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Fort Bragg receives first Secretary of the Army Sustainability Award

Mar 26, 2008

The Secretary of the Army recognized Fort Bragg, N.C., as the winner of the first Secretary of the Army Sustainability Award March 26. This new award, together with the Secretary of the Army Environmental Awards, recognizes outstanding sustainability initiatives by Army installations/activities and individuals. These initiatives enable the Army to meet current and future needs while improving its ability to organize, equip, train and deploy Soldiers.

Mr. Tad Davis, Deputy Assistant Secretary of the Army for Environment, Safety and Occupational Health, noted that many of our Soldiers, Civilians and contractors routinely accomplish sustainability successes worthy of recognition. "From our installations to our forward operating bases, the Army is working to establish sustainability as a long-range vision that enables the Army to meet its mission today and into the future," Davis said.

Fort Bragg received the award for installation/activity. The North Carolina post piloted the first installation sustainability program for the Army in 2000. Over the next four years, Sustainable Fort Bragg served as the blueprint for The Army Strategy for the Environment, setting the benchmark for the Army's sustainability values. The strategic planning process at Fort Bragg is the starting point for fostering an installation-wide Army sustainability ethic.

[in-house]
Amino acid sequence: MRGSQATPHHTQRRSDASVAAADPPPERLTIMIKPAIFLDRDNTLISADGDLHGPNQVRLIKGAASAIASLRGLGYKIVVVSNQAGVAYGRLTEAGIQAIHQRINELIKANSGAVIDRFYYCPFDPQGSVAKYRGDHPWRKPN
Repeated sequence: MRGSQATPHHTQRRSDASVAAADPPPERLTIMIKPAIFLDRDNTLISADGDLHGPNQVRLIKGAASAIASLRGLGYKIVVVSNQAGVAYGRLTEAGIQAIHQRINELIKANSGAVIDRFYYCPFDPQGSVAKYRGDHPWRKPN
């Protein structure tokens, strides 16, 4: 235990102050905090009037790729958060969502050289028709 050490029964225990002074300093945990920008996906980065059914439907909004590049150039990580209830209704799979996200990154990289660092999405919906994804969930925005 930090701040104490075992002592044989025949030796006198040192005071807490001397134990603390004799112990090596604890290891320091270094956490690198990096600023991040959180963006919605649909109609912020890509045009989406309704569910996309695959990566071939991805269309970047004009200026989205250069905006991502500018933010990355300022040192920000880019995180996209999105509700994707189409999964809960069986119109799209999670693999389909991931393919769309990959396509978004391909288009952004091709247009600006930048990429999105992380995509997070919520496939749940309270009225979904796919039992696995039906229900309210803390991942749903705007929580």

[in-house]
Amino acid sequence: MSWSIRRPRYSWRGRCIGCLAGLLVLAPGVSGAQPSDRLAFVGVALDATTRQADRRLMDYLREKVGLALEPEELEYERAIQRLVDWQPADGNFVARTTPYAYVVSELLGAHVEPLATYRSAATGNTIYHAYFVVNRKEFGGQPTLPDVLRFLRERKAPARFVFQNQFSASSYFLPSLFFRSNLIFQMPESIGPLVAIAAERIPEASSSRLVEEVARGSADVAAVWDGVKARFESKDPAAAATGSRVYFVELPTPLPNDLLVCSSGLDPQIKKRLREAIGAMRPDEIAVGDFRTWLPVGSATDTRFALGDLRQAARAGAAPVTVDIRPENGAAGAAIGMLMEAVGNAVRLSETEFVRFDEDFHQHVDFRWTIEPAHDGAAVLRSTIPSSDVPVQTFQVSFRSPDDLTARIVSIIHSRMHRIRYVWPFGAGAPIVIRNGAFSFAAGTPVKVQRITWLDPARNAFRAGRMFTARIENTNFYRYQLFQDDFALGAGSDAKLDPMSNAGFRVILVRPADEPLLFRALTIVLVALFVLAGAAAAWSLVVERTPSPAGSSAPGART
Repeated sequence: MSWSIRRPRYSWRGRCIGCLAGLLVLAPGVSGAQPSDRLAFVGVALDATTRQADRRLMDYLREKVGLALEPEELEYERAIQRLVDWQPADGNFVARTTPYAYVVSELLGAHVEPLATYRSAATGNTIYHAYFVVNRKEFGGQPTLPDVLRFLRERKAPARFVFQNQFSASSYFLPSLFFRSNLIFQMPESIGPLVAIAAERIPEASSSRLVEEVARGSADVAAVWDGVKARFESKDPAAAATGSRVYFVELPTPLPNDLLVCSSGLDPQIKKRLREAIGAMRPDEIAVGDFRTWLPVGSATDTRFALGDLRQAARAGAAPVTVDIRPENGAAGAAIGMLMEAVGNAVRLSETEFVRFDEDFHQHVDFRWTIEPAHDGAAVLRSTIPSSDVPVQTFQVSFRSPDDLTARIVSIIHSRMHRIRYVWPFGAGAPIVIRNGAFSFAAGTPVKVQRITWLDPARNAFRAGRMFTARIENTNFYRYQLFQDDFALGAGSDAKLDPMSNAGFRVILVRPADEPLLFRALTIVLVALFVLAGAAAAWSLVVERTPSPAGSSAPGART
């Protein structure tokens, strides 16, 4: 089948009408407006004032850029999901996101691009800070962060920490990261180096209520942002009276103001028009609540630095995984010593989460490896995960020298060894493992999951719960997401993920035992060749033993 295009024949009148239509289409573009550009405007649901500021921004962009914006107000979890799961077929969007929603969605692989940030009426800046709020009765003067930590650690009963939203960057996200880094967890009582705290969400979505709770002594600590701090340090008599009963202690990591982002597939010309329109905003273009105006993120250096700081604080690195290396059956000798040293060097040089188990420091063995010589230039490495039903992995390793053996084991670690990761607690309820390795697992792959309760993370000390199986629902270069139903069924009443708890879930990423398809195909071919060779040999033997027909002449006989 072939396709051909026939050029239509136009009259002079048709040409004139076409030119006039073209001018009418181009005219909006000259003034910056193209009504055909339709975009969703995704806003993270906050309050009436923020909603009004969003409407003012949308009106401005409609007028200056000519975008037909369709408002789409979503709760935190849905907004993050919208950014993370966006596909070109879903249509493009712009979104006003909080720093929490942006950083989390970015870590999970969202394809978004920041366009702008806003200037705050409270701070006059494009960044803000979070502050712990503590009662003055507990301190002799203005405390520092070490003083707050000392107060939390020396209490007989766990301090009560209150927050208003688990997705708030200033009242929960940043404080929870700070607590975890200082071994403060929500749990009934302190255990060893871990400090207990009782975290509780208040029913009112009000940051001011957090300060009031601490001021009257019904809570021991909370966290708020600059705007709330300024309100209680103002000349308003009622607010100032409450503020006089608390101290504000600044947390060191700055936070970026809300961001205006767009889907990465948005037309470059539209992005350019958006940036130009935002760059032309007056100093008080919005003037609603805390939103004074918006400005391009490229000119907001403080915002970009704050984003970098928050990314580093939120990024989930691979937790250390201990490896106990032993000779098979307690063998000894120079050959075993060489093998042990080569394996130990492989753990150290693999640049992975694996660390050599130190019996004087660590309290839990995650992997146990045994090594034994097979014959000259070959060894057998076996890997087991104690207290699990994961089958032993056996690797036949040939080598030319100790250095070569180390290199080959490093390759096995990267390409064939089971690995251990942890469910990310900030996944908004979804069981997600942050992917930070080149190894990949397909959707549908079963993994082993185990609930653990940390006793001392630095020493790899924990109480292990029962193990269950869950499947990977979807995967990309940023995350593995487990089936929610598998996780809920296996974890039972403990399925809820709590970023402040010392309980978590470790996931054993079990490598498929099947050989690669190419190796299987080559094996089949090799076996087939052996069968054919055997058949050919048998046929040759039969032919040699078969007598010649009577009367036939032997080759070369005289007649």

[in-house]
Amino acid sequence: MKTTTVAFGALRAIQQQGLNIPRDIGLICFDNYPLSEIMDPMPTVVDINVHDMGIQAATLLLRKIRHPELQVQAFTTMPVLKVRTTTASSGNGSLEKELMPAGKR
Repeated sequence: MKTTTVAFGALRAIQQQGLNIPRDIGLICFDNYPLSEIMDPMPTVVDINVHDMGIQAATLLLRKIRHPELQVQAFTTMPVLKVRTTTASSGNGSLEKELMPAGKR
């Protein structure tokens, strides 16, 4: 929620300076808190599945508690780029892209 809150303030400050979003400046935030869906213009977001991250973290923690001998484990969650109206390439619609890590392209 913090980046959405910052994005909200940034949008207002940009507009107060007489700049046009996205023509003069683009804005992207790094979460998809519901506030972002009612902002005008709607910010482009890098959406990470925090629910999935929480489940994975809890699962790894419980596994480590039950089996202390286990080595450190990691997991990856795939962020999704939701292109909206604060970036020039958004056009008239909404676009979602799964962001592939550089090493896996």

Mr. Paul Wirt, Chief of the Environmental Management Branch at Fort Bragg, received the award for individuals. Mr. Wirt was one of the original participants in the earliest Army discussions on how to incorporate the principles of sustainability at military installations and volunteered Fort Bragg to be the pilot installation for the new initiative. He was also a key contributor to the Army Strategy for the Environment.

"Soldiers must have the land, water, air, and energy resources they need to train, a healthy environment in which to live, and the support of local communities and the American people," said Davis. "We are building green, buying green, and going green to advance the triple bottom line plus of Army sustainability: Mission, Environment, and Community, plus cost savings, innovation and collaborative solutions."

Nominations were evaluated against five criteria: fosters a sustainability ethic; leverages partnerships; strengthens Army operations and minimizes impacts and total ownership costs; drives innovation; and potential Army-wide applicability.


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